Manmohan Singh came out of retirement to speak on the demonetisation of Rs 500 and Rs 1000 notes in the Rajya Sabha on Thursday and made perhaps the most impact the Congress has made in the matter so far.
Sure, Rahul Gandhi stands in every ATM line he can now find, P Chidambaram has called it 'demonisation' and Anand Sharma has spoken with much drama in the Rajya Sabha, but finally it was the former Prime Minister who landed the most telling blow for the party so far.
It helps that he's a respected economist, but here's why he possibly struck a chord:
It felt neutral and dispassionate: The former Prime Minister was never known for his emotion, and it was perhaps his undoing while in power. But on Thursday, he said he was for neither side and just wanted the scheme implemented properly. The dispassionate speech was the reason everyone outside of the Rajya Sabha listened to him when he spoke on Thursday. It wasn't a weepy speech about caring about a mythical poor person but listing practical problems with the implementation of policy.
He attacked the implementation, not the scheme: Others have asked for the rollback of the scheme, but Singh seemed to have realised the impracticality of doing that. He, in fact, praised the intention of the scheme, which is what many people feel. It's not the idea that people have had a problem with, it's the fact that they've to face inconveniences. He said what many Indians might have thought at some point: this is a great idea, but couldn't this be a little more painless?
He hit with numbers: Over 60 dead, a potential GDP decline of 2 percentage points. These aren't his numbers, but Singh used them well to highlight that it's not just a problem for the people, it will also hit the economy. And given his experience with a falling economy, it's worrying when he says this could result in a dipping economy.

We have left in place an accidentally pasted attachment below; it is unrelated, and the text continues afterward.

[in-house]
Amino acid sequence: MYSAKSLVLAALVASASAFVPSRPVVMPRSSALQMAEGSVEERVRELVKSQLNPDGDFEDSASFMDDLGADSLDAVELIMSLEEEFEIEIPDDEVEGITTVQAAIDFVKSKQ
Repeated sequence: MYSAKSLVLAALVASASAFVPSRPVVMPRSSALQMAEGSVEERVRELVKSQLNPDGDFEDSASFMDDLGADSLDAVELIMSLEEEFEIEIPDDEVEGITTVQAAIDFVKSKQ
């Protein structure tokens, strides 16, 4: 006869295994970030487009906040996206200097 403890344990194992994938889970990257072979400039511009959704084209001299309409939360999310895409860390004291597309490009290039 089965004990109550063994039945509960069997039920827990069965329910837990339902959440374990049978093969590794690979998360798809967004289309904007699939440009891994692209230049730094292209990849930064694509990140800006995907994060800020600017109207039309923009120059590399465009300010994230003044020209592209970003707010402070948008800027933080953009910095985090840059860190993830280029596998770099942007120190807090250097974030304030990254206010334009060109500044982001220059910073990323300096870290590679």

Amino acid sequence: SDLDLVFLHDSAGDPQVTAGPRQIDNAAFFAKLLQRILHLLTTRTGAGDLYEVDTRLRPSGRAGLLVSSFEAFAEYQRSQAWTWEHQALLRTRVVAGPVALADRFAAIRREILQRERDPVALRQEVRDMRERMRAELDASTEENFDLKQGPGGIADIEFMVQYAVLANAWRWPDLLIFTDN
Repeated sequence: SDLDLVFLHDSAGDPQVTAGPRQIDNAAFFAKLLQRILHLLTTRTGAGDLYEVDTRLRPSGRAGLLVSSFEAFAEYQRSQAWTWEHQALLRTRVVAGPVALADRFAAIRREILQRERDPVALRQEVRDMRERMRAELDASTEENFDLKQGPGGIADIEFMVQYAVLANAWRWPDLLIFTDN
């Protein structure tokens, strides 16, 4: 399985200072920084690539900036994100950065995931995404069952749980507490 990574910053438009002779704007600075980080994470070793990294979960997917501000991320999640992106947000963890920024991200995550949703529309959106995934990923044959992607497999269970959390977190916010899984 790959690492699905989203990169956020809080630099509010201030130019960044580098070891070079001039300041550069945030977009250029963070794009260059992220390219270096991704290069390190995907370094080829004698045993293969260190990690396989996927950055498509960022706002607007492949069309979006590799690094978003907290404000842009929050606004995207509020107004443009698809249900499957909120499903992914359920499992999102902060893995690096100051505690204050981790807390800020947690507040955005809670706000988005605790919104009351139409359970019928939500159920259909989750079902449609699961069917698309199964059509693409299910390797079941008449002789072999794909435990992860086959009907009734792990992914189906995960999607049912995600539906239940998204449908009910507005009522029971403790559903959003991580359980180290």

He was eloquent: He quoted Keynes to hit back at Modi supporters who say we should look at the big picture saying "in the long run, we are all dead". He called the scheme a "case of organised loot and legalised plundering". He pointed out that this could "erode people's confidence in currency and banking system". The former Prime Minister isn't known for his verbal jousting skills (search Manmohan Singh memorable speeches on YouTube to get an idea) so when he makes a relevant speech it's no surprise that we're paying attention.
He pointed out the problem with the RBI: Ever since the announcement was made on November 8, the one voice that has been completely missing is that of the central bank governor Urijit Patel. It has sparked memes, but also raised doubts about the independence of India's central bank under the current government. The RBI is supposed to manage money flow in the economy, so why isn't the RBI governor revealing this scheme's potential impact on growth and how it will handle this fallout, as this BloombergQuint piece asks. The ex-Prime Minister, who is also a former RBI governor, said he was saddened by the RBI's handling of this scheme and he's brought a much needed focus on the functioning of the central bank.